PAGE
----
The second part of the Who’s Who of Joan Aiken’s The Cuckoo Tree, in which we venture to Petworth and to London, and encounter strangers and friends
Warning! Ahead lurk many more spoilers . . .
Historic Sussex town, originally ‘Peorta’s enclosure’, fourteen miles northeast of Chichester on present-day A285
Mr Godwit. The small painted sign above his shop door in Market Square, Petworth reads Godwit & Son, Ironmongers & Conspirators. The apothecary is himself a “thin, wizened little man in rimless spectacles” with thin grey eyebrows and a soapy face. We will find that, as well as the expected farming implements and kitchen equipment, he is organising the manufacture of many iron rollers to hasten St Paul’s Cathedral into the Thames. Dido is less surprised than we are to find him declaring his allegiance to a revolutionary cause, content to order a pair of crutches for Captain Hughes.
William Pelmett. The apothecary has his business next door and downhill to Godwit’s, his shop sign advertising himself as Wm. Pelmett, Chymist & Chirugeon. He provides Dido with ointment and bandage for Captain Hughes. He bears “a strong and unprepossessing resemblance” to Sam Pelmett, one of the footmen at Tegleaze Manor.
Pickwick, FitzPickwick and Wily. Uphill from and next door to Godwit’s on Market Square is Messrs Pickwick, FitzPickwick & Wily, Solicitors and Attorneys-at-Law. Sir Fritz FitzPickwick is Colonel FitzPickwick’s cousin. (The Fitz prefix, from French fils, was used from the Stuart period usually to designate an illegitimate son of royalty and his descendants.) Mr Wily is younger than his older and frail partners (who remind Dido of “ancient hairless mice”) but makes up for his youth by looking villainous and untrustworthy. The three, in their capacity as local magistrates, perfunctorily sentence Tobit to ten years transportation to Australia for allegedly stealing two shubunkin fish, each worth fourpence-three-farthings, from Betsy Smith‘s hoopla stall at Petworth Fair.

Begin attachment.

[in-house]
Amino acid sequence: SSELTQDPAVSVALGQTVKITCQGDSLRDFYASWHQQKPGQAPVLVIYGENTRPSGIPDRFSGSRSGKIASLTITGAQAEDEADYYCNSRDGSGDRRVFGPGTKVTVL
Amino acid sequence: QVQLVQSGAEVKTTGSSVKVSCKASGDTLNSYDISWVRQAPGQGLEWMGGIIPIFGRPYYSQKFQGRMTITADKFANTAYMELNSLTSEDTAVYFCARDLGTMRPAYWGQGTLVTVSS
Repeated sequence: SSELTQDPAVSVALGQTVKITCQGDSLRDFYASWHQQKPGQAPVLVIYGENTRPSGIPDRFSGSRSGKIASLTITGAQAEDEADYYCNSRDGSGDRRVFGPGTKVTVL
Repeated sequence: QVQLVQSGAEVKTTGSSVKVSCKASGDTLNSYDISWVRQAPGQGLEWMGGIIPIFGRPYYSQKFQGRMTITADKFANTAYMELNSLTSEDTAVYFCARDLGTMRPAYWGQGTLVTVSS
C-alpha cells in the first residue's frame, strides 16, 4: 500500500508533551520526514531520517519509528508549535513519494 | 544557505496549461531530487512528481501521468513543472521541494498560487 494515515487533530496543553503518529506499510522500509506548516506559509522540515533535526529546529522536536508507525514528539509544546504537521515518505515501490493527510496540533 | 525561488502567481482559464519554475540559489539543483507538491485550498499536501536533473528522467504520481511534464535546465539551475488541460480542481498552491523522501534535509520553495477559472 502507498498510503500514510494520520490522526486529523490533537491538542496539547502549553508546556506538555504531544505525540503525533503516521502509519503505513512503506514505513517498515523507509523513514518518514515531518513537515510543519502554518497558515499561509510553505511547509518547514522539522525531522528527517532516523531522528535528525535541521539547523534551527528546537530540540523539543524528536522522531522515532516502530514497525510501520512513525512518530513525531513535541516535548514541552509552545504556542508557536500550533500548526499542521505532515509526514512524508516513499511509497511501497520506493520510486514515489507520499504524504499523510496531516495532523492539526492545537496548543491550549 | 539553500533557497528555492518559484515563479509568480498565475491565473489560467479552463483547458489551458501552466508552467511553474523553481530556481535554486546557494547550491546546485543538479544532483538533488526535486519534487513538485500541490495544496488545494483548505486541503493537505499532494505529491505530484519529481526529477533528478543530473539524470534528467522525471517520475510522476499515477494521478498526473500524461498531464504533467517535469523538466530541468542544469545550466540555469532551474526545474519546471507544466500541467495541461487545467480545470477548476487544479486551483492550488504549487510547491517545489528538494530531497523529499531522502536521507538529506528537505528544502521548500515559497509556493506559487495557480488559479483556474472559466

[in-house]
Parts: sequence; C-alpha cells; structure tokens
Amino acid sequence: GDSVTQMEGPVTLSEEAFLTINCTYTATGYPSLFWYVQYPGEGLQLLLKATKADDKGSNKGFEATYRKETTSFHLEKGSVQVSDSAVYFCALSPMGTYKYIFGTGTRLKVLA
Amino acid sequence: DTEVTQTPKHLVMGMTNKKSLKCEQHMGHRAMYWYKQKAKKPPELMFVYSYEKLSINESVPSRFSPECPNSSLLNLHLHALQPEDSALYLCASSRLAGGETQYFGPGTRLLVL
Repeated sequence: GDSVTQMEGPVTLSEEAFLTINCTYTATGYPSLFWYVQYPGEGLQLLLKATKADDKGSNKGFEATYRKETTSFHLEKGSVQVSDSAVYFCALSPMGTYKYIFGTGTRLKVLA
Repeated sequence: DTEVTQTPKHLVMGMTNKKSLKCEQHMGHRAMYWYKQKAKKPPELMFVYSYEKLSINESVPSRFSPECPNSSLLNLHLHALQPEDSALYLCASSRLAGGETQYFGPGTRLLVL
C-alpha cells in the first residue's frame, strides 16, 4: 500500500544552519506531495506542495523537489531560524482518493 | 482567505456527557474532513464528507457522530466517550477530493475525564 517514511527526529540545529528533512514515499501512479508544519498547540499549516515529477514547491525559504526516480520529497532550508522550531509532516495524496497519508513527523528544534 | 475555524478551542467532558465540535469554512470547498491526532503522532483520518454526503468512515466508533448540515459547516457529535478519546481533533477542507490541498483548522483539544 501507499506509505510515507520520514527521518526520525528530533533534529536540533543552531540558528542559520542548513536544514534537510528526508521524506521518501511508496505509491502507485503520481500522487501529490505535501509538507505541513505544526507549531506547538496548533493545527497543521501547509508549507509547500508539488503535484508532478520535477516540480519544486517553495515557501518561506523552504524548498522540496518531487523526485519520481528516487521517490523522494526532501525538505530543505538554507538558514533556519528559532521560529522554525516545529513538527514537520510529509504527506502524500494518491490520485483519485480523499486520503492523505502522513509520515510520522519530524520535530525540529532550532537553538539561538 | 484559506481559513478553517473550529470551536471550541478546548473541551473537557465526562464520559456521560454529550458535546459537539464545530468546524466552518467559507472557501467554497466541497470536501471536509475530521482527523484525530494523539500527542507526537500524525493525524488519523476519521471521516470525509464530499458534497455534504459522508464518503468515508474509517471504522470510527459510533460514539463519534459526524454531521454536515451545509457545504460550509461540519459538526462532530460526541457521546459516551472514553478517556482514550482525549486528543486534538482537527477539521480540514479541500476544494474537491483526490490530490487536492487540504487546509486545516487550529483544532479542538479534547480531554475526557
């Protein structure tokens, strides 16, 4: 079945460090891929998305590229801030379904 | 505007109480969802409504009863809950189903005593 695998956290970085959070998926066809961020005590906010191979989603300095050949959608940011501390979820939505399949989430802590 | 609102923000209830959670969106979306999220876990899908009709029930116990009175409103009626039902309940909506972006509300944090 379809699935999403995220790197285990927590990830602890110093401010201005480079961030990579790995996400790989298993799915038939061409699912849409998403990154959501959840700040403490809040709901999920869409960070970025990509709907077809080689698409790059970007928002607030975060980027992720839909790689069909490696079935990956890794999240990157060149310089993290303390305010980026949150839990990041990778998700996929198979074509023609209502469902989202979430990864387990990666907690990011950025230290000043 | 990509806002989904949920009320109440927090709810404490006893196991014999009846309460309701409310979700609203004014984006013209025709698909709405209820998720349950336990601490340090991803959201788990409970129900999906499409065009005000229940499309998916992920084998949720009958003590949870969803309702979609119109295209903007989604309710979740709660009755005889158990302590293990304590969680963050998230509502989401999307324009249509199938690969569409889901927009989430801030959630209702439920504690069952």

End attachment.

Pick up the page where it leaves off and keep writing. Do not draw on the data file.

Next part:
Margrave of Bad Fallingoff. Hanoverian, potential buyer of Tobit’s Luck-piece, according to the conspirators. Bad indicates a German spa town, Fallingoff (parody of a Polish or Russian surname) is a nod to how many villains in the Chronicles literally meet their downfall.
Will Hoadley. Landlord of The Angel Inn in Angel Street, and godson of Yan’s great-aunt Gertrude. Yet another ‘cousin’ of Yan’s, he appears to be related to Jem Hoadley, the shravey character who failed to pass on Dido’s letter to her friend Simon. Miles Mystery lodged at the Angel during his time in the Petworth area.
George (‘Jarge’) Gusset. Landlord at The Fighting Cocks in the High Street (later to become The White Hart). Brother to Gusset, the butler at Tegleaze Manor, uncle to Yan Gusset, leader of the smugglers known as the Wineberry Men, and father to Ted Gusset. Married to Sarah (‘Sary’) Gusset, who tends Captain Hughes after he’s been ‘overlooked’ by the evil Mrs Lubbage at Dogkennel Cottages. Sarah still mourns Hannibal — either her previous husband or a son — who was killed when struck by lightning while out smuggling in a rowing-boat, fifteen years before, on Michaelmas Day (29th September 1821).
Miles Tuggles. As Miles Mystery he presents a puppet show called Miles Mystery’s Amazingly Mysterious Mannikins, during which the audience, liberally provided with hallucinogenic joobie nuts, may well imagine the glove puppets to be alive. He is known to his fellow conspirators as Miles Tuggles, but being from an American branch of the Tegleaze family he hopes to claim the Tegleaze estate as his own. He expects this to happen following King Richard IV‘s demise when St Paul’s Cathedral slides into the Thames, and after Hanoverian Pretender Bonnie Prince George succeeds to the throne and confirms him as Miles Tegleaze. He is also due a well-deserved ‘bad falling off’.
Desmond Twite. The musician who accompanies Miles’ puppet show on his hoboy or oboe. Also Dido’s long-lost father, formerly called Abednego Twite, a Hanoverian conspirator and smoker of Vosper’s Nautical Cut.
This last is a typical example of Aiken word play: Vosper was a Portsmouth shipbuilding company specialising in fast naval vessels; a cutter is the name given to Inland Revenue and Customs and Excise (now UK Border Force) patrol boats; and ‘navy cut’ is said to refer to the way sailors used to prepare smoking tobacco, finely cut from a block of compressed tobacco leaves.